Next-Generation Magnetic Data Storage Technology

  • Researchers designed magnetic nanostructures with an invisibility cloak. 
  • High speed of tiny magnetic bit structures can be achieved by carefully adjusting the strength of the invisible cloak. 

For high-performance solid-state data storage and logic applications, researchers are focusing on spin-based devices. One of the promising approaches is to encode bits by small skyrmions or domain walls, which can be shifted by currents in race track-based devices.

For physicists, magnetism is primarily linked to rotational movements of electrons in atoms. The electrons orbit around the nucleus and revolve around their own axis. This movement produces a magnetic moment of the atom.

The magnetic stray field corresponding to this magnetic moment is used to extract/read magnetically stored data from a device. In existing hard drives, the size of one magnetic bit reaches up to 15*45 nanometers, approximately 1 trillion of those could be placed on a stamp.

To store bits magnetically at a fixed location in the chip and extract them later, it is necessary to transfer the magnetic bits back and forth in the chip through current pulses. The problem is magnetic stray field prevent bits from being made smaller for more denser packing of the data. Also, the magnetic moment associated with the stray field should be capable of moving the structures around.

Atom’s Invisibility Cloak

In this study, researchers successfully placed an ‘invisible cloak’ on magnetic nanostructures and analyzed how fast and small these bits can actually get. To do this, they merged atoms from different elements that have electrons rotating in the opposite direction and thus they have opposite magnetic moment.

This canceled (or in some cases reduced) the magnetic stray field, however, each atom in the nanostructure still carries a magnetic moment: together these atoms appear cloaked.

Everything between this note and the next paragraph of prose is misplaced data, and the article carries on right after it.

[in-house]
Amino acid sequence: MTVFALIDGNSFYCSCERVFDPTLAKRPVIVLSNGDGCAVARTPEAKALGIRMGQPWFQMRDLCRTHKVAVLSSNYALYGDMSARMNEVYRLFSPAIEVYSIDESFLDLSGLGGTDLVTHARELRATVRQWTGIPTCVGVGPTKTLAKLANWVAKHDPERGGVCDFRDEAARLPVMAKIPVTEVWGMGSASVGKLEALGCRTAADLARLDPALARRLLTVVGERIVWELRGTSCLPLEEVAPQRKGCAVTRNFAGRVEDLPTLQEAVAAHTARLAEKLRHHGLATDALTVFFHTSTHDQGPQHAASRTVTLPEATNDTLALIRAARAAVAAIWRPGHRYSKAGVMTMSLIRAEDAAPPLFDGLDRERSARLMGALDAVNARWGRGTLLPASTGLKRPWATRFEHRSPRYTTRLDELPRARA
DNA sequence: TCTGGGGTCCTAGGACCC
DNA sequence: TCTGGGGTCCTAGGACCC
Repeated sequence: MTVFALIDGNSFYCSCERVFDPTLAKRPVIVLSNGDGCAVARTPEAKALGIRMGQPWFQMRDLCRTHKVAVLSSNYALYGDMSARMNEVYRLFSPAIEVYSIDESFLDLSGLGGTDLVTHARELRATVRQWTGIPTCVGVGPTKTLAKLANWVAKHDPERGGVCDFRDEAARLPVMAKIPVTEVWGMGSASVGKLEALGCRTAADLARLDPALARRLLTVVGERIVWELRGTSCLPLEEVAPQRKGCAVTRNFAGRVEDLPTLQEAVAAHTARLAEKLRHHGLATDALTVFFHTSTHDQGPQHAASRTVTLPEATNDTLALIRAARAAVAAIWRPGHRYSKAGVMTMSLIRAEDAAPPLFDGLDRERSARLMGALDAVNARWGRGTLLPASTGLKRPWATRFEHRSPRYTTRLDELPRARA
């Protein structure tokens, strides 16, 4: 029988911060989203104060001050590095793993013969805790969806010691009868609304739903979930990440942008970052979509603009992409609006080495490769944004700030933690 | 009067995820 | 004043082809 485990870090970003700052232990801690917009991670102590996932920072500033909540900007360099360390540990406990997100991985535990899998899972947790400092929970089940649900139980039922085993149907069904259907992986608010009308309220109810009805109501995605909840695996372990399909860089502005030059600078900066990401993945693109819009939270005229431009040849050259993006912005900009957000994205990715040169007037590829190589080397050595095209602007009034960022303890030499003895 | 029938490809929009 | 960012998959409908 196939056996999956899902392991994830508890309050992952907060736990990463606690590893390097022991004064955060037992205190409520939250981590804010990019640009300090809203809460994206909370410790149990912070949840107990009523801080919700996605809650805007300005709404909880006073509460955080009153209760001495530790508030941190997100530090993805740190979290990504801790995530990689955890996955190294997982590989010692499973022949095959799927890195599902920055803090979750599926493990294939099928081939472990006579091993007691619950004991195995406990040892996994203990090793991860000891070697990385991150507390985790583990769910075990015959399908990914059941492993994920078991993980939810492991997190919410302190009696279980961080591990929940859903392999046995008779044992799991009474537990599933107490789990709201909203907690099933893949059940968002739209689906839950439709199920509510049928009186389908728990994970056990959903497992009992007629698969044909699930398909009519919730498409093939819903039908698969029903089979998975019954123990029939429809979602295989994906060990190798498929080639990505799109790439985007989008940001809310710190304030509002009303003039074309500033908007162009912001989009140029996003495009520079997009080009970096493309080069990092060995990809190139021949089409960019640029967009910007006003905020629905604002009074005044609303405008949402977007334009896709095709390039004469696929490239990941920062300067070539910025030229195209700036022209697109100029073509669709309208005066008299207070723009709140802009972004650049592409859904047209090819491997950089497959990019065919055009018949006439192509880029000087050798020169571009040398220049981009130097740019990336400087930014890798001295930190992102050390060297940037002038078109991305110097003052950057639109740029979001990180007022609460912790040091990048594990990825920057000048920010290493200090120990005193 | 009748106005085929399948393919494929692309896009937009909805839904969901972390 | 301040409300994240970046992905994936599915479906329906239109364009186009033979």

Reference: Nature Nanotechnology | doi:10.1038/s41565-018-0255-3 | Max Born Institute 

Despite cloaking, researchers imaged the tiny structures through X-ray holography. By selectively making magnetic moments of only one atomic species visible, they recorded the image of the structure in spite of the invisibility cloak.

magnetic data storage technologyFerromagnetic (FM) and AntiFerromagnetic (AFM) order between neighboring atom moments | Courtesy of researchers

Data Storage Applications

By carefully configuring the power of invisibility cloak, it’s possible to meet two goals simultaneously.

The size of the circular magnetic structures is very small: the radius smallest structure was found to be only 5 nanometers. In the future, if these structures could be adopted in data storage devices, their capacity would increase significantly.

The further investigations revealed that cloaked bits can travel very quickly by short current pulses – one of the crucial parameters for actual use in memory devices. Researchers mentioned that it reached over 1 km/s velocity.

Both electron’s orbit around the nucleus as well as electron’s spin around its own axis contribute differently to the magnetic moment: the effect of electron’s own spin is twice as large as the effect of electron’s orbit.

One can combine different type of atoms with different rotational directions of electrons to cancel out the overall rotation. The so-called angular momentum of the system would be constant, while the system would still retain a small amount of magnetic moment.

Read: Data Storage With Highest Possible Density of Nanomagnets

Since the angular momentum decelerates the moving magnetic structures via current pulses, the technique can be used to achieve high-speed motions. Therefore, if the invisibility cloak’s strength is correctly configured, both high-speed and tiny size magnetic bit structures can be obtained – an intriguing aspect of novel magnetic data storage concepts.

Written by
Varun Kumar

Varun Kumar is an experienced science and technology journalist interested in machines, AI, and space exploration. He received a Master's degree in computer science from Indraprastha University. To find out what his latest project is, feel free to directly email him at [email protected] 

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